Barium in Deccan basalt rivers: its abundance, relative mobility and flux

Das, Anirban ; Krishnaswami, S. (2006) Barium in Deccan basalt rivers: its abundance, relative mobility and flux Aquatic Geochemistry, 12 (3). pp. 221-238. ISSN 1380-6165

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The concentration of dissolved Ba in a number of rivers having their drainage almost entirely in Deccan Trap basalts has been measured. These results along with available data on the abundances of major elements in these waters, and on Ba and major elements in bed sediments of these rivers provide a measure of (i) the relative mobility of Ba during chemical weathering and erosion of basalts, particularly with respect to alkaline earths, Mg, Ca and Sr, and (ii) the flux of Ba out of the Deccan and its global significance. The concentration of dissolved Ba ranges from 8 to 105 nM. The average Ba/Mg, Ba/Ca and Ba/Sr ( is concentration corrected for atmospheric contribution) in waters is lower than the corresponding mean ratios in Deccan basalts, though they overlap within errors. Majority of the water samples, however, have ratios less than that in basalts. These findings can be interpreted as a cumulative effect of limited release/mobility of Ba during chemical weathering and erosion of basalts and its reactive behaviour in waters which promote its association with clays and oxy-hydroxides of Fe. These results also indicate that during chemical erosion of Deccan basalts, Ba is the least mobile among the alkaline earth elements. The abundance of Ba in sediments and their Ba/Al ratios relative to basalts are consistent with the above conclusion. Ba/Mg and Ba/Ca ratios in water and in sediments from the same location are strongly correlated; however, the mean ratios in waters are far less than those in sediments. This is a result of limited Ba mobility, effectively 5-6 times lower than that of Mg. The annual flux of dissolved Ba out of the Deccan Traps is ~1 × 107 moles, ~ 0.2% of its global riverine transport to oceans. The contribution of dissolved Ba from Deccan Traps, seem lower than its aerial coverage, ~ 0.5% of the global drainage area; the potential causes for this could be the lower abundance of Ba in basalts relative to "average continental crust", and its behaviour during chemical weathering and erosion.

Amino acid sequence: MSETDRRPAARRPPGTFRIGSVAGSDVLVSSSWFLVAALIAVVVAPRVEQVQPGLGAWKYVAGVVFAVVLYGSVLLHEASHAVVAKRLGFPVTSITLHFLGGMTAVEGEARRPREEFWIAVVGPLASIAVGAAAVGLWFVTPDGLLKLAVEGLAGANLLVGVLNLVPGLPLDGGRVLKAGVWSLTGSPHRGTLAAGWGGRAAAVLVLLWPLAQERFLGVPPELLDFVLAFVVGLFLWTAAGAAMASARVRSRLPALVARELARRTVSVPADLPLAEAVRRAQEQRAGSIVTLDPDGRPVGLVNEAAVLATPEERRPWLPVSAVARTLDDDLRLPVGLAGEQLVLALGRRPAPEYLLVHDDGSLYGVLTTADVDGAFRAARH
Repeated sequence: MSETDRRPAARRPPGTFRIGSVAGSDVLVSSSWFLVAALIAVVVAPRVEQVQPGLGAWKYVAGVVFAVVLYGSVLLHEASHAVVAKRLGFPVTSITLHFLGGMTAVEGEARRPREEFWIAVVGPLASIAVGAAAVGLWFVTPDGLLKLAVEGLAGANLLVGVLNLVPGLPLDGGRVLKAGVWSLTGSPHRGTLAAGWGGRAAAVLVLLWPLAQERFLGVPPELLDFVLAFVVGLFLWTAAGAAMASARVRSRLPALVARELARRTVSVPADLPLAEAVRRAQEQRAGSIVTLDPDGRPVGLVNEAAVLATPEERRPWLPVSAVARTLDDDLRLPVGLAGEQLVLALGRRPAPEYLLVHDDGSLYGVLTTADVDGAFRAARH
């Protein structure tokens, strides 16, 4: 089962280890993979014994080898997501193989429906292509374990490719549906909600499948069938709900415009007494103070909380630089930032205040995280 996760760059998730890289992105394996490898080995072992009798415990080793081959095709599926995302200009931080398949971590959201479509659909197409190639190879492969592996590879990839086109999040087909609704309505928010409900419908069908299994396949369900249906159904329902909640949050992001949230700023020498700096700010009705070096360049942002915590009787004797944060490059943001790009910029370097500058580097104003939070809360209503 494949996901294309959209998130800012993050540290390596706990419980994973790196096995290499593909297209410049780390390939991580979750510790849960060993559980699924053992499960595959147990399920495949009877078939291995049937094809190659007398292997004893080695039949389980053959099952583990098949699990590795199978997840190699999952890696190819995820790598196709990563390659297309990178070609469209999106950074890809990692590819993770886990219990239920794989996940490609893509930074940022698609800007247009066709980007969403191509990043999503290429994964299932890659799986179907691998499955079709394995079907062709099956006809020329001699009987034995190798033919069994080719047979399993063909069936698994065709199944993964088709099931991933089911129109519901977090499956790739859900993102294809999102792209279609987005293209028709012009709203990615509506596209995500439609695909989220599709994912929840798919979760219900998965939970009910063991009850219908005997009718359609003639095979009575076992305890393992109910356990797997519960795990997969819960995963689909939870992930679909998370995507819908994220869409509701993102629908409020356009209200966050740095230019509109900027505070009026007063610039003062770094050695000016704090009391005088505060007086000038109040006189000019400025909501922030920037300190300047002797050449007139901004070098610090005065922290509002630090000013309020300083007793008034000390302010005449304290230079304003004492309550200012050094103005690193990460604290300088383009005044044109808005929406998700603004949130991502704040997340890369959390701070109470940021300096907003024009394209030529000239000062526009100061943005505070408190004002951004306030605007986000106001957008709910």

Item Type:Article
Source:Copyright of this article belongs to Springer-Verlag.
Keywords:Barium; Chemical Weathering; Deccan Basalts; Dissolved Flux; Rivers
ID Code:16906
Deposited On:16 Nov 2010 13:21
Last Modified:04 Jun 2011 07:00

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